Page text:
analyzing products and adding as well as deleting lines in order to achieve profitable
sales across all channels. The product category teams, which consist of both designers
and merchandisers, help Coach execute design concepts that are consistent with the
companys brand image and strategic direction.
While Coach controls the design of its products the manufacturing is done by
independent contractors. Coach ensures quality raw materials go into its products by
maintaining sourcing and product development offices in Hong Kong, China, South
Korea and India that work closely with the independent manufacturers. The rigorous
selection of raw materials has been key to maintaining Coachs brand image of superior
quality. Coach factories are in low cost markets such as China, Thailand, Vietnam,
Turkey, Ecuador and others. The companys commitment to maintaining material quality
combined with the low cost manufacturing process has been an integral aspect of the
companys financial success.
Coach operates an 850,000 square foot distribution center in Jacksonville, Florida. This
automatic facility uses a bar code scanning warehouse management system. Coachs
employees use scanners to read product bar codes which allows for more accurate pack
orders, track shipments, inventory management and overall better customer service.
Products are then delivered from this warehouse to Coach retailers and wholesale
customers5.

Industry Overview
4
5

Wikinvest/COH. http://www.wikinvest.com/wiki/Coh
Coach Inc, 2009 Annual Report: 7-8.

Scott Aster
Finance 573: Coach Inc Sell Report
3/1/2010
Sector: Consumer Discretionary
Industry: Apparel & Footwear
Coach is considered to be in the apparel and footwear industry. As a producer of luxury
accessories, Coach occupies a smaller niche portion of this market enabling greater
flexibility in product pricing. Coach has established a reputation for quality and value as
well as a brand name that enables it to extract premiums within its industry. Though the S
& P 500 peer composite lists companies such as Tiffanys Inc, Kenneth Cole Productions
and William Sonoma, Coachs most significant competition does not take place within
the United States6. The handbag market is primarily dominated by European companies
such as Gucci, Fendi, Prada, Louis Vitton and others. These companies are at the highest
price point in the accessories market with handbag prices in excess of $1,000. The
primary demographic for the elite handbag market is the affluent and extreme brand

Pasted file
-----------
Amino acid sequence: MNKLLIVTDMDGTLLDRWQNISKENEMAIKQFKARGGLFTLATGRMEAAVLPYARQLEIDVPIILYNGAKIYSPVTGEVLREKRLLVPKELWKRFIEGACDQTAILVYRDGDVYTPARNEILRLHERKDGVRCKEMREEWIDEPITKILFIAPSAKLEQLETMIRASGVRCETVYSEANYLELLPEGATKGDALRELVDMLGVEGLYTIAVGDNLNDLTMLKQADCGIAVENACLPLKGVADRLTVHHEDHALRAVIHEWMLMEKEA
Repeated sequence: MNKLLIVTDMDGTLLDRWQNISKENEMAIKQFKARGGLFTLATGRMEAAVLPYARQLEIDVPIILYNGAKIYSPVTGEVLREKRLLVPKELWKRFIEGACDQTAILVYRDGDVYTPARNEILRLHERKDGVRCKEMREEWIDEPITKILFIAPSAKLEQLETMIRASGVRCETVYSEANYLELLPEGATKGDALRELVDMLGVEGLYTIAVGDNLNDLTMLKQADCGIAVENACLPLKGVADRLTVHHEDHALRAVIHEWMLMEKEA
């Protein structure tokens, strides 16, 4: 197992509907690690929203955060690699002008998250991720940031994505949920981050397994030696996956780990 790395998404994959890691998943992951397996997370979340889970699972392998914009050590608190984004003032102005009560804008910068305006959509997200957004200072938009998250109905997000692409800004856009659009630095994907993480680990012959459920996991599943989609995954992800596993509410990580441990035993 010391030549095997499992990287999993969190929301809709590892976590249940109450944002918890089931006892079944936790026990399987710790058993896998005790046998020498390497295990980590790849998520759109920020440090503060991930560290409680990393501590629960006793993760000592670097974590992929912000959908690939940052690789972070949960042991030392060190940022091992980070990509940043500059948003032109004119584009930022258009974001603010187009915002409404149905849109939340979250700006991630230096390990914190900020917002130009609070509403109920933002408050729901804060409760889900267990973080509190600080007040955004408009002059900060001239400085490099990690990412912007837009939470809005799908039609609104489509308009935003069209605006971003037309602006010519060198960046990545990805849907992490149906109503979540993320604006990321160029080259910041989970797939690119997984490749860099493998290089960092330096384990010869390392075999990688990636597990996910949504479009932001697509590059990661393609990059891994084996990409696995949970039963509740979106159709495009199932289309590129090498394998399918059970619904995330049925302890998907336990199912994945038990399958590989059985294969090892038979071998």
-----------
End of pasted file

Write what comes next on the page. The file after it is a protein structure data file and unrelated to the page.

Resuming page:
oriented consumer. Coachs handbags are described as affordable luxury items as the
company competes at a lower price point of $300-$8007. Coach has a multi-tiered
pricing strategy as it utilizes its own retail as well as department store sales to capture
higher price points while selling its older merchandise at factory outlet stores to capture
the lower end of its market. The demographic for Coachs products is primarily the
middle to upper middle class.
Industry Trends
S & P Net Advantage predicted that apparel industry sales would experience declines in
the range of 3%-15% in 2009. However, apparel sales were actually slightly improved in
2009. According to the Census Bureau sales in the apparel industry, down 7.7% from 07
to 08, were up 2.2% from 08 to 09 (please see Appendix 4). However, the major trend
occurring in the apparel industry is referred to as the New Normal which entails lower
consumer spending and long term downward revisions in demand for apparel products in
response to the current recessionary environment (please see Appendix 5). This New
Normal concept involves a more fiscally responsible consumer weary of credit card debt
and overspending8. A survey conducted by Nielson Global Online indicated that in this
time of rising living costs the first items to be excluded from consumers budgets were
new clothing purchases (please see Appendix 6).
None of this bodes particularly well for Coach as a producer of luxury accessory
products. Coachs products are highly substitutable by lower priced generic handbags.
However, the factory outlet stores do alleviate some of this concern as they provide
Coach access to a more price sensitive consumer market. In the current economic
climate Coachs sales have come increasingly from the factory stores, which mark